CC&B dies a quick death in the Senate

Senate Democrats explained quite a while ago that the “Cut, Cap, and Balance Act,” the patently absurd House GOP budget plan, had no chance of passing the upper chamber. But House Republicans needed to get this out of their system, and test to see just how far they could get with this ridiculous measure.

The GOP got its answer this morning.

The Senate on Friday rejected a House plan to substantially cut government spending and raise the federal debt limit contingent on a balanced budget proposal, leaving Congress up in the air about how to resolve its impasse over the federal debt ceiling and avoid a government default.

It wasn’t a straight up-or-down vote on the House plan itself, but rather, a vote on whether to table the GOP bill. The final tally was 51 to 46, with exactly zero members crossing party lines. Some Republicans tried to put a positive spin on the five-vote margin, but no one should be fooled — CC&B would need 14 additional votes to break a filibuster and 21 additional votes to approve a Balanced Budget Amendment to the Constitution.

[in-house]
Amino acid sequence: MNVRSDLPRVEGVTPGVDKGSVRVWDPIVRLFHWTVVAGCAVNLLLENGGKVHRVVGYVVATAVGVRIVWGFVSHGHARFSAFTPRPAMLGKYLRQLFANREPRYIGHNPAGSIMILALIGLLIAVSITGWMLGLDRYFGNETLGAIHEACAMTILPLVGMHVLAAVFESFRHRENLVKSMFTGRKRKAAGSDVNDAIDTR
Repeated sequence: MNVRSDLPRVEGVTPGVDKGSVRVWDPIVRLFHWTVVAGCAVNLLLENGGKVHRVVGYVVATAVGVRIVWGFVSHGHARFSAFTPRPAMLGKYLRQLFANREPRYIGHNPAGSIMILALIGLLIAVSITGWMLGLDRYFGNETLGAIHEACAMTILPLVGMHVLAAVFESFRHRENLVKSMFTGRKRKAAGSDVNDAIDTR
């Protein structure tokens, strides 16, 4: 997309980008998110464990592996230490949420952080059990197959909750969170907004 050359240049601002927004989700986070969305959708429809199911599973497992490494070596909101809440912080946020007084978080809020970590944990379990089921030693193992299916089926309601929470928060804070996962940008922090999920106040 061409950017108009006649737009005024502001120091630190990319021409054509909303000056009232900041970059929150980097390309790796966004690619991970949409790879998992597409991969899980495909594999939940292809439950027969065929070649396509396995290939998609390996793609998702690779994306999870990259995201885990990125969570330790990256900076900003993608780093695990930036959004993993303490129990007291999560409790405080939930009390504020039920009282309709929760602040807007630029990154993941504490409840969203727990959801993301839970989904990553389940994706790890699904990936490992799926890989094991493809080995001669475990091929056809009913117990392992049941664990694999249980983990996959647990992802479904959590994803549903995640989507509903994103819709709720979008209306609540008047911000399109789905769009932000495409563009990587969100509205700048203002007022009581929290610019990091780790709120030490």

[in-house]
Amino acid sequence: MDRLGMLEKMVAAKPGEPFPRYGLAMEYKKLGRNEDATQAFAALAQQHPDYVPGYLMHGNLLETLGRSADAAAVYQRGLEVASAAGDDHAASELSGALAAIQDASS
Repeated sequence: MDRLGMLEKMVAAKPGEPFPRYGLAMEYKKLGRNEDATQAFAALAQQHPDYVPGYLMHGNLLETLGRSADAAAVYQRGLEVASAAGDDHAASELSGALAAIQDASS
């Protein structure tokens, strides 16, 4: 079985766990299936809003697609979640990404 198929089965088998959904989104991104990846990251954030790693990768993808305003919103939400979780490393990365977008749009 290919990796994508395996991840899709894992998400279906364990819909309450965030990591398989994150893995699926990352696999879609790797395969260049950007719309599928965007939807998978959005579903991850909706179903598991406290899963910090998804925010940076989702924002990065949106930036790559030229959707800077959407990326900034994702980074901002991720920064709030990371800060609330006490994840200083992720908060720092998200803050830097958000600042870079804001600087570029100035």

This little right-wing fantasy, in other words, is finished, at least for this Congress.

Now what? The plan was to get the ball rolling in the Senate with the McConnell/Reid back-up plan. That’s apparently not going to happen — Senate Majority Leader Harry Reid said this morning that he would simply wait to see the results of the negotiations between President Obama and Speaker Boehner. Whereas Reid expected the Senate to work all weekend to advance the emergency “Plan B” fall-back option, those plans have been scrapped, too — the Senate, like the House, will take the weekend off, and hope for the best.

“The path to avert default now runs through the House of Representatives,” Reid said.

If those words strike you as ominous, you and I are on the same page.